Author: Elyssa Brezel

Distant Reading Duffy: Group 2

Group members: Nancy, Abby, Justine, Brandon, and Elyssa  In our group, using the tool of Microsearch, we noticed several trends throughout the writing of Carol Ann Duffy in her books Selling Manhattan and The World’s Wife. When closely reading, language stands out as a recurring theme in Duffy’s Selling Manhattan but seems hardly as prevalent in The World’s Wife. … Continue reading Distant Reading Duffy: Group 2 Read more →

Mapping Mrs. Dalloway: “Mouth, with Soap”

I had the chance to look at Carol Ann Duffy’s personal journals she used in her poetry writing. Specifically, I examined her drafts for “Mouth, with Soap”. For someone who only writes on the computer, I found the visible writing process really interesting. I also found it to humanize Duffy. Her notebook pages were filled … Continue reading Mapping Mrs. Dalloway: “Mouth, with Soap” Read more →

An Angry Loner

Reading Duffy’s poem “Stealing”, I imagined myself sitting in the corner of the jailhouse cafeteria from Orange is the New Black, listening to the speaker’s secrets. I was particularly taken by this speaker: her voice is chilling enough to deserve another read-through. On the surface, she appears malicious: stealing cars and guitars and breaking into houses. Yet, … Continue reading An Angry Loner Read more →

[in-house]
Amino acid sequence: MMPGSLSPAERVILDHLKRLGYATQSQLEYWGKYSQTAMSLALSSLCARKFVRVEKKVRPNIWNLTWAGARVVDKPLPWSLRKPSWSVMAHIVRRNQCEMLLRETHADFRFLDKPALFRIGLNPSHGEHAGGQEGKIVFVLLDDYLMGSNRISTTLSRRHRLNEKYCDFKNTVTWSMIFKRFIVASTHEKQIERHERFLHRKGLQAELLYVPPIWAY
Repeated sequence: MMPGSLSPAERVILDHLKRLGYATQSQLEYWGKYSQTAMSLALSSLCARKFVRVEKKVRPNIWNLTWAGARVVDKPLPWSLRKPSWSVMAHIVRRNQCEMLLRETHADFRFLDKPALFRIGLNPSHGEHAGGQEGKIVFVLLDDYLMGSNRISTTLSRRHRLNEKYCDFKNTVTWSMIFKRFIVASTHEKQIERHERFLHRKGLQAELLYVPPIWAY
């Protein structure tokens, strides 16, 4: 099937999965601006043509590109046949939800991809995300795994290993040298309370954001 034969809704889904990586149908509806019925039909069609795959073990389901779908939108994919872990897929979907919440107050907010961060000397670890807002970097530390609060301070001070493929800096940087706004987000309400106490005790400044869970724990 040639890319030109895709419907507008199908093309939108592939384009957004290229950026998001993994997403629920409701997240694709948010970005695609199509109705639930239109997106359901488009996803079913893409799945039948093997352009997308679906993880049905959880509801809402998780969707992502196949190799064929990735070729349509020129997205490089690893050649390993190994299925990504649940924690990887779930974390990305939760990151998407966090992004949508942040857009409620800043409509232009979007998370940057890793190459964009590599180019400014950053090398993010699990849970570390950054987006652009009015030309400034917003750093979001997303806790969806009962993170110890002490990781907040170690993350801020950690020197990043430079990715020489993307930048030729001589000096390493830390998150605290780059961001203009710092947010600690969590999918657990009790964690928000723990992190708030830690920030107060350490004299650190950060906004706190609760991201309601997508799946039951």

The Problem with the Popular Books

  I read Anna Karenina on my own a couple of years ago. Would I have read this classic if it lacked the (well-deserved) fanfare it posses today? No, and I probably wouldn’t have been able to find it. Reading “Graphs, Maps, and Trees”, I became intrigued by the following statement regarding the attempt to quantify … Continue reading The Problem with the Popular Books Read more →

Final Thoughts on Mrs. Dalloway

Finishing any book is grounds for reflection. For days after reading the final page of any book, I find myself returning to the characters and their stories, debating the ending. Mrs. Dalloway is no exception. While I can’t say Septimus’s suicide was a surprise, it wasn’t an easy addition either. No death is ever welcomed … Continue reading Final Thoughts on Mrs. Dalloway Read more →